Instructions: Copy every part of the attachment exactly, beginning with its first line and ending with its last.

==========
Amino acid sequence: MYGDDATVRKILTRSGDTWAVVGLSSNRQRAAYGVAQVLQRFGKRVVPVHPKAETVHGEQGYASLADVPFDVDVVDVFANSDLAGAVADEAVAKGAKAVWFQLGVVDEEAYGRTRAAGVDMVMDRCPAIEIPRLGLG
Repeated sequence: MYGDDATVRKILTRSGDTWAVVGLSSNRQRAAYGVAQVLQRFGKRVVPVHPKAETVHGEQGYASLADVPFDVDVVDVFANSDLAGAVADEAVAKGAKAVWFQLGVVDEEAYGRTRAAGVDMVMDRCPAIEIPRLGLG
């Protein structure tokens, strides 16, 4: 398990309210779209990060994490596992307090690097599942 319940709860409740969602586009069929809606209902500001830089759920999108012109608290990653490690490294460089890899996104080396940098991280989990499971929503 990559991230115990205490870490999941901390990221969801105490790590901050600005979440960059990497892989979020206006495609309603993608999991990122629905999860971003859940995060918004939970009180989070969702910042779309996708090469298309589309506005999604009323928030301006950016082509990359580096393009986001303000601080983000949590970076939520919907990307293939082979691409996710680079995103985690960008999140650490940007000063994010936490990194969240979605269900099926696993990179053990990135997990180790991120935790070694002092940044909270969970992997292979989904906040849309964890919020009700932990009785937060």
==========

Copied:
Amino acid sequence: MYGDDATVRKILTRSGDTWAVVGLSSNRQRAAYGVAQVLQRFGKRVVPVHPKAETVHGEQGYASLADVPFDVDVVDVFANSDLAGAVADEAVAKGAKAVWFQLGVVDEEAYGRTRAAGVDMVMDRCPAIEIPRLGLG
Repeated sequence: MYGDDATVRKILTRSGDTWAVVGLSSNRQRAAYGVAQVLQRFGKRVVPVHPKAETVHGEQGYASLADVPFDVDVVDVFANSDLAGAVADEAVAKGAKAVWFQLGVVDEEAYGRTRAAGVDMVMDRCPAIEIPRLGLG
């Protein structure tokens, strides 16, 4: 398990309210779209990060994490596992307090690097599942 319940709860409740969602586009069929809606209902500001830089759920999108012109608290990653490690490294460089890899996104080396940098991280989990499971929503 990559991230115990205490870490999941901390990221969801105490790590901050600005979440960059990497892989979020206006495609309603993608999991990122629905999860971003859940995060918004939970009180989070969702910042779309996708090469298309589309506005999604009323928030301006950016082509990359580096393009986001303000601080983000949590970076939520919907990307293939082979691409996710680079995103985690960008999140650490940007000063994010936490990194969240979605269900099926696993990179053990990135997990180790991120935790070694002092940044909270969970992997292979989904906040849309964890919020009700932990009785937060």